Hanukkah Pet Safety Tips

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As we start this festive season, it is a great idea to remind ourselves about potential holiday hazards for our pets. Every time your normal household routine is disturbed, opportunities for injury or illness can arise.  Even straying too far from your pet’s normal diet can cause problems.  Holiday “complications” that we commonly deal with here at VMC range from the mild to the severe.  Unusual food items can simply cause some vomiting, diarrhea and tummy upset.  Unfortunately, they can also cause much more serious problems. 

Dietary Indiscretion (aka “Garbage Gut”):  A very common reason for a trip to the VMC’s emergency room unfolds innocently in a busy holiday household. The meal is over and everyone is too full to pay attention to where the leftover food is in relation to your pets. Your pets have been waiting literally all day for such an opportunity, and are busily helping themselves to the overstuffed trash container and/or the leftovers on the counter.  While dogs are usually the main offenders in cases of “garbage gut,” cats are not immune!  Within a few hours some combination of vomiting and diarrhea requires a trip to the emergency room.

Pancreatitis: Pancreatitis is a swelling or inflammation of the pancreas.  Severity can range from mild to life threatening.  Pancreatitis is typically caused when our pets eat foods that are much higher in fat than their bodies are used to (think brisket and latkes).   If your pet accidentally gets into scraps (or if another family member sneaks them some!), watch for vomiting, diarrhea, signs of abdominal pain (your pet may appear “hunched up” if pain is severe enough), loss of appetite, weakness, or collapse. If you notice any of these signs, bring your pet to your family veterinarian or the VMC as soon as possible. If pancreatitis is left untreated, it can lead to severe liver and kidney damage and can potentially be fatal.

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Chocolate: Wrapped chocolate gelt is doubly dangerous for our pets.  The gold foil wrapping can cause digestive upset and obstruction, and the chocolate is toxic to our pets even in small amounts.  Store well out of their reach and keep an eye out for dropped wrappers or candy.

Onions:  Onions have the potential to destroy red blood cells in both cats and dogs, leading to anemia.  Onions contain an ingredient called thiosulphate, which causes a condition called hemolytic anemia. Symptoms can take up to two to four days to appear and can include respiratory distress, diarrhea, vomiting, and lethargy.  Small amounts of onions can cause problems, so use caution when storing, serving, and disposing of these foods.  Another reason our pets should avoid latkes!

Raw dough:  Making challah or sufganiyot?  Raw dough can expand in a pet’s stomach and require emergency surgery.  Make sure that rising dough is well out of reach.

Any food fried in oil: Hot oil and pets don’t mix.  We’ve treated the effects of hot oil spilled on pets as well as pets who have eaten too many fatty treats.  Both scenarios are best avoided.

OTHER HAZARDS:

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Dreidels:  Small dreidels lying around may be swallowed, particularly if there is a young dog in the house.  This creates a choking risk as well as the risk of digestive system obstruction.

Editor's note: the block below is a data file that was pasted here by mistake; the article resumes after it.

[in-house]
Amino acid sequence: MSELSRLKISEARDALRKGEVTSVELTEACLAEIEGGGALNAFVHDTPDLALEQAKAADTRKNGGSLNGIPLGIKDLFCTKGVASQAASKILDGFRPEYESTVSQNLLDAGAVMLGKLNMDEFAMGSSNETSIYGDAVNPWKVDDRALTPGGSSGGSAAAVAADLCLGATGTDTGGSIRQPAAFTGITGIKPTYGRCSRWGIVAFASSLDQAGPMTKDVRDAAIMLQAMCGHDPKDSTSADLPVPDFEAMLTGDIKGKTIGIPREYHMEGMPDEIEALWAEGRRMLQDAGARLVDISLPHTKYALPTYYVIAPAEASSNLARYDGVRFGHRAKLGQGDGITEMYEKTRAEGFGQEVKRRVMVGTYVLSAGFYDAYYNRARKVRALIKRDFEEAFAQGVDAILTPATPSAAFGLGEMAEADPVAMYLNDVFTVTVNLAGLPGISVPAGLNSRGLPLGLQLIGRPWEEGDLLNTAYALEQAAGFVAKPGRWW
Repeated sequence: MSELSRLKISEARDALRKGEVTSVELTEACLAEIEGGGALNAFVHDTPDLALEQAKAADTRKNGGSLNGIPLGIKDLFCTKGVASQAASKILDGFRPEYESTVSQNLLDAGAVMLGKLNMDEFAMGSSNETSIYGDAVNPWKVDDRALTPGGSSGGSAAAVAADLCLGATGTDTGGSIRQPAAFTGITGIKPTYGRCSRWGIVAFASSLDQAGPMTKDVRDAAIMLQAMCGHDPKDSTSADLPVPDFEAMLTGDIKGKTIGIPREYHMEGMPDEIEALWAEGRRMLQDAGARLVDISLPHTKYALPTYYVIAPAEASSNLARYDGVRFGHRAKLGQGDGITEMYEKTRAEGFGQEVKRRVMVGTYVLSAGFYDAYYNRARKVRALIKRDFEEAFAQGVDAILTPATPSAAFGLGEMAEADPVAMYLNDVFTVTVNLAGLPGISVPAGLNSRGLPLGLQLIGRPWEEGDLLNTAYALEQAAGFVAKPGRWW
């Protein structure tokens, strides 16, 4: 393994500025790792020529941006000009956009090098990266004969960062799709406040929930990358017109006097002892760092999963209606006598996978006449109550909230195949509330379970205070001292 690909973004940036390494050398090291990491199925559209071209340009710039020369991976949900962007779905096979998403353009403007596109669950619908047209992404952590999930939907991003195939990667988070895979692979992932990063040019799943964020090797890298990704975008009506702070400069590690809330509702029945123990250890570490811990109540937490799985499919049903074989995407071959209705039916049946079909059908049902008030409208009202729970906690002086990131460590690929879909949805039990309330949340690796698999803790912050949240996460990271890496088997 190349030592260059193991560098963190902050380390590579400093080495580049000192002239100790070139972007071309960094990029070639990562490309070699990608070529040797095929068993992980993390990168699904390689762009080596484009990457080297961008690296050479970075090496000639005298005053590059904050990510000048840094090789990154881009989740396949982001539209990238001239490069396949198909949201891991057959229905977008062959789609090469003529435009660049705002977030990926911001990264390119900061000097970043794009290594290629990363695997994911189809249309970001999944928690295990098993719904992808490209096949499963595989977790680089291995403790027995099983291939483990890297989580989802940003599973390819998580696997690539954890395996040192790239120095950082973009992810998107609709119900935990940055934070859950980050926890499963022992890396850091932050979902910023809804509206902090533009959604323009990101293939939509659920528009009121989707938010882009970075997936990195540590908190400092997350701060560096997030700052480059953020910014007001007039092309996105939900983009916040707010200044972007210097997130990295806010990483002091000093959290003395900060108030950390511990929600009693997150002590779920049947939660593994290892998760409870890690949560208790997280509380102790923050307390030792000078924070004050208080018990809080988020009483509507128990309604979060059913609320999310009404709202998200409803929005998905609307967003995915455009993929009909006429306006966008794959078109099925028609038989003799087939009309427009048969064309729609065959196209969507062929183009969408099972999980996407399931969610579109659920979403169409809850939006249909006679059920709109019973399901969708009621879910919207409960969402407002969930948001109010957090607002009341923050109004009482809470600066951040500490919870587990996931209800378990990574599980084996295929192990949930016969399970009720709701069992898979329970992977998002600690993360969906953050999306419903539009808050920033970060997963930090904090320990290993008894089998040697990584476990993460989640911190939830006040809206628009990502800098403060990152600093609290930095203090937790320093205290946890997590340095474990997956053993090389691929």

Menorah:  Candles and pets are always a dangerous combination. Cats can jump up around the menorah and dogs can knock down burning candles. Don’t leave the menorah candles burning unattended unless pets are blocked from that area.

Gifts:  Many pets are naturally curious, particularly young pets, and they explore the world with their mouths.  Any unusual objects lying around have the potential to be chewed and swallowed.  Exchanging gifts often generates lots of unusual objects (wrapping, ribbons, packaging, batteries, etc.) that can create choking hazards and other potential dangers.

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STAYING SAFE

Prevention!  Take some simple steps during this festive time so that you can relax and enjoy!

  • Block your pet’s access to areas where food is stored openly on counters and tables.  If you can’t supervise the area, make sure your pet can’t access it either.
  • Talk to your guests about the risks, and ask that they honor a “no treats” rule to protect your pets.  If your pet is used to lots of table scraps and changes in diet, a few treats here or there should be OK.  Be aware, however, that if you have lots of guests and they are each giving “just a little bit” the amount can really add up quickly – especially for our small pets.
  • Children will drop food.  Your pets will eat it.  Plan for that.
  • Ensure that trash bins are secure.  Remember that the packaging the food came in will be just as alluring to your pet as the food itself.  With larger quantities than normal of food in the house, proper disposal becomes more of a challenge.
  • Expect the unexpected.   We see cases where dogs eat things like mulch and stones outdoors because someone has cleaned the grill or dumped some cooking oil.  The resulting “seasoning” on the mulch or stones is just irresistible to the dog.  These cases almost always require surgical removal of those substances.
  • Take time to observe your pet’s behavior.  If the holiday festivities seem to be taking a toll, ensure that your pet has a quiet, secure space to rest in.

As always, be prepared – know where your closest emergency veterinary facility is located, just in case your pet needs care!  Visit www.vmccny.com for directions and more information about our facility.

Above all, enjoy your family, your pets, and your holiday season!